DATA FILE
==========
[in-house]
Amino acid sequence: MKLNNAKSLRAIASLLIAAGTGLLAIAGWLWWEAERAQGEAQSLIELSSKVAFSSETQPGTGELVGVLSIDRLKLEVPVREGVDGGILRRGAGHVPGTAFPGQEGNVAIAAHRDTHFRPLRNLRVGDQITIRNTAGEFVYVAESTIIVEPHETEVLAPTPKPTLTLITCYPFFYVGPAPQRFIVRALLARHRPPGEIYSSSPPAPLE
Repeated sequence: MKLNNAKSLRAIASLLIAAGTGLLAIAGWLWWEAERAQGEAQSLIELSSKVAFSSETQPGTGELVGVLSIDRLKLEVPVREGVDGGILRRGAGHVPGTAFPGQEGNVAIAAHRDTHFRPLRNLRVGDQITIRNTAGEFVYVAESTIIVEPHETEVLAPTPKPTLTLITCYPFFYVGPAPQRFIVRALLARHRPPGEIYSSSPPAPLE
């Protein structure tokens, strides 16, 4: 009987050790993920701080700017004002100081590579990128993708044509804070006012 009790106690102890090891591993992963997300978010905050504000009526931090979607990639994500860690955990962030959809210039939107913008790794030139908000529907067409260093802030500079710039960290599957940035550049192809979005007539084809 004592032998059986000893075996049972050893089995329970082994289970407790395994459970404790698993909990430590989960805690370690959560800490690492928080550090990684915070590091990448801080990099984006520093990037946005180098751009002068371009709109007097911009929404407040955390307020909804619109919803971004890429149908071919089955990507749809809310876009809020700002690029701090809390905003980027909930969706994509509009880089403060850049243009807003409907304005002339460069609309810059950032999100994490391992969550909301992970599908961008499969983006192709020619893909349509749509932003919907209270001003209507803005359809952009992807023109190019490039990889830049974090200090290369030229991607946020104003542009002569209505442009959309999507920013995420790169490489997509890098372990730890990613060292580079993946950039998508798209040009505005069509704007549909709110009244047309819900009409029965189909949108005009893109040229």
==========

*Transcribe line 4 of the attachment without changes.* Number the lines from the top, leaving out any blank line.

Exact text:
């Protein structure tokens, strides 16, 4: 009987050790993920701080700017004002100081590579990128993708044509804070006012 009790106690102890090891591993992963997300978010905050504000009526931090979607990639994500860690955990962030959809210039939107913008790794030139908000529907067409260093802030500079710039960290599957940035550049192809979005007539084809 004592032998059986000893075996049972050893089995329970082994289970407790395994459970404790698993909990430590989960805690370690959560800490690492928080550090990684915070590091990448801080990099984006520093990037946005180098751009002068371009709109007097911009929404407040955390307020909804619109919803971004890429149908071919089955990507749809809310876009809020700002690029701090809390905003980027909930969706994509509009880089403060850049243009807003409907304005002339460069609309810059950032999100994490391992969550909301992970599908961008499969983006192709020619893909349509749509932003919907209270001003209507803005359809952009992807023109190019490039990889830049974090200090290369030229991607946020104003542009002569209505442009959309999507920013995420790169490489997509890098372990730890990613060292580079993946950039998508798209040009505005069509704007549909709110009244047309819900009409029965189909949108005009893109040229």